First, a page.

A third of all fins imported to Hong Kong come from Europe, with Spain as the largest supplier, providing between 2,000 and 5,000 metric tons a year. Norway supplies 39 metric tonnes. Britain, France, Portugal and Italy are also major suppliers. Bags of fin labeled from Brazil were found on the Hong Kong rooftop.
As affluence has grown in Asia, particularly China, so too has demand for shark fin soup, which is eaten largely as an expensive delicacy at wedding and other banquets.
One-third of sharks species are threatened or near-threatened with extinction, according to the IUCN Red List.
One of the more important conversations that emerged from June’s Rio+20 Summit was around valuing natural resources and, ultimately, moving our economies beyond GDP as a sole measure of growth.
The concept is not a new one but it did seem gain traction. Included among the side events on one day alone were at least two standing-room-only sessions on the topic: “Measuring the Future We Want” and the Natural Capital Summit.
In Measuring the Future, the panel recognized that over the last 20 years we have seen poverty decline but at the cost of growing environmental challenges. The call was for governments to institute a framework for natural capital accounting.
The Natural Capital Summit, meanwhile, featured speeches from Britain’s Nick Clegg and Norwegian Prime Minister, Jens Stoltenberg, as well as remarks from the presidents of Gabon and Costa Rica, illustrating clearly the level of interest in the topic.
“How to value nature is one of the most important political decisions,” Stoltenberg said, shortly after Clegg had talked over a masked heckler, accusing world leaders and the World Bank of commoditizing nature.
Despite the mask and the point well taken about assigning value to nature, the reality is not so simple. As we have it now, few benefit from our forests, oceans, our extractive industries and water. The costs of pollution are borne by us all rather than the polluter.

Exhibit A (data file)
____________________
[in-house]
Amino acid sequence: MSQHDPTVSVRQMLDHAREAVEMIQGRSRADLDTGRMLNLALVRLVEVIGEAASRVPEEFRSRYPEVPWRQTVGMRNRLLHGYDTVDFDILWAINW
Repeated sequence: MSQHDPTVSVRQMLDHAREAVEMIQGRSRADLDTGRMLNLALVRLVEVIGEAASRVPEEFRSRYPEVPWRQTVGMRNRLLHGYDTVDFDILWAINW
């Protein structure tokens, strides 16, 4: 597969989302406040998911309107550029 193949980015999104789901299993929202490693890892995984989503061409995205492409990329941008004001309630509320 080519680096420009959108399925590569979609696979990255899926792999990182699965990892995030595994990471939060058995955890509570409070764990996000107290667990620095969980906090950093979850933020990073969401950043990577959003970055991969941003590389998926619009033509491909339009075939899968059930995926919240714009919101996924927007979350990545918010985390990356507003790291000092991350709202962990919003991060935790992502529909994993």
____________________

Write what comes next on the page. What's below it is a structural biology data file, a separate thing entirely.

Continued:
This creates a world where we are rapidly depleting our natural resources for the enrichment of a few, and economic growth, as measured by GDP, is vastly inflated.
Both Rio+20 side sessions were short on answers or plans of action, despite some participants stating the desire to help international gatherings move beyond declarations – something that is sorely needed.
As a path toward action, however, also at Rio, the United Nations Environmental Program (UNEP) and the UN Environmental Program, the International Human Dimensions Programme on Global Climate Change (IHDP) introduced the Inclusive Wealth Index.
The idea is to consider a country’s assets to get a better picture of a country’s wealth and the sustainability of its growth. In reporting every two years, IHDP will calculate the IWI for 20 countries that together account for almost three-quarters of global GDP.
Unsurprisingly, the first report showed that despite strong GDP growth, the United States, China, Brazil and South Africa had significantly depleted their natural capital base. This was calculated as the total of renewable and non-renewable resources such as fisheries, forests and fossil fuels.
Again, not surprisingly, China showed the most dramatic difference between GDP and IWI. GDP growth alone was measured at 422 percent between 1990 and 2007 but IWI measured over the time was just 45 percent.
The report also showed that future growth, as measured by IWI, was dependent on the sustainable use of resources since all countries surveyed had a higher share of natural than manufactured capital.
The key factor here is that countries are using their natural resources faster than they can be replenished, thus challenging future economic development.
The strong sense in Rio was that governments need to step in to create a policy framework by which natural capital can be valued in order for real change to happen. The private sector, of course, wants a level playing field.
Meanwhile, some leading companies that are among the biggest beneficiaries of natural resources and free pollution, also stepped into the discussion this week in Rio.
Twenty-four of them, including Cocoa-Cola, Xerox, Dow Chemical and Kimberly-Clark announced a four-step framework for a methodology that would value natural resources.
Two-thirds of our planet’s land and water ecosystems are now significantly degraded thanks to human activity and climate change is only accelerating the damage. The UN estimates that mismanagement of natural assets costs the global economy an estimated $6.6 trillion a year or 11 percent of GDP collectively.
According to the report, these costs are expected to reach $28 trillion by 2050 and threaten core business interests through potential supply chain disruptions or costly substitutions, regulatory or legal risks.